Urinary Incontinence

Have you experienced urinary leakage recently or in the past? If so, have you mentioned it to your GP or have you silently coped with the changes urinary incontinence can bring?
Urinary incontinence (UI) affects nearly 13% of men and 37% if women in Australia. With so many Australians affected it is an important health issue, which fortunately can often be treated.

There are many different forms of urinary incontinence, however, the most common forms are urge incontinence and stress incontinence.
Stress urinary incontinence (SUI) is the involuntary loss of urine on effort or with sneezing and coughing.
Urge urinary incontinence (UUI) describes involuntary loss of urine associated with urgency. Urgency can arise regardless of the amount of urine in the bladder and the urge can come on so quickly that you are left unable to make it to the bathroom.
Those suffering from UI may often experience a combination of stress and urge urinary incontinence.

More women experience urinary incontinence than men. This is due to the anatomy of the female urinary system as well as the stresses that pregnancy and childbirth can cause. During childbirth muscles can be strained or nerve damage can be experienced – all leading to a decrease in support and increased chance of experiencing urinary incontinence.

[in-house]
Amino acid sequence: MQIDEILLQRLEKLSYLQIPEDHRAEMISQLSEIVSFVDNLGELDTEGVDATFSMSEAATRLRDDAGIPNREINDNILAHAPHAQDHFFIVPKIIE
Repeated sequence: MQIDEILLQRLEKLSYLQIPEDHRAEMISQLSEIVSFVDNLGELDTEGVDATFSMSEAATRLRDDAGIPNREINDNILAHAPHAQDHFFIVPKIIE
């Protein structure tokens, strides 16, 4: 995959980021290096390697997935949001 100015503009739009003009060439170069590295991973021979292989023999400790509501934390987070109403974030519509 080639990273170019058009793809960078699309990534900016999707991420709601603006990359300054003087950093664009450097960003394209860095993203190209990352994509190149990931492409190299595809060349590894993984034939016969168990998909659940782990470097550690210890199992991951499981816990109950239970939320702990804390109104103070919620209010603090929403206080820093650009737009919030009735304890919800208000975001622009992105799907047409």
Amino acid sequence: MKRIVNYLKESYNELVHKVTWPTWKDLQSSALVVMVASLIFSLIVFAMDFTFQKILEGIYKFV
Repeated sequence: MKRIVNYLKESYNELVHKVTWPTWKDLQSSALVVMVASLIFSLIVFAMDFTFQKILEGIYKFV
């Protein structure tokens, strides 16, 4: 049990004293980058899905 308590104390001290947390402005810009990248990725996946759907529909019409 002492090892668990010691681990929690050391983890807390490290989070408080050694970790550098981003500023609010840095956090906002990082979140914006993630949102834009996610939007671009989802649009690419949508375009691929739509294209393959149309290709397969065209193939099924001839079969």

The good news is that urinary incontinence symptoms can be improved! There is plenty of quality research demonstrating the benefits of pelvic floor muscle training on urinary incontinence. Pelvic floor muscle training should be correctly prescribed and progressed to ensure the best chance of improving incontinence symptoms. There has been research to show that many of those trying to complete pelvic floor exercises without guidance are doing so incorrectly. Under the guidance of a pelvic floor physiotherapist you will allow yourself the best possible chance of improving urinary incontinence. However its not just about the pelvic floor: assessment of bladder, bowel and dietary habits, in conjunction with pelvic floor strength, can all lead to accurate diagnosis and appropriate treatment.

If you have incontinence and want help, contact a pelvic floor physiotherapist or chat to your GP. Capital Clinic’s Tanya Maselli has post graduate qualifications in pelvic floor rehabilitation and has a special interest in the assessment and management of Urinary Incontinence.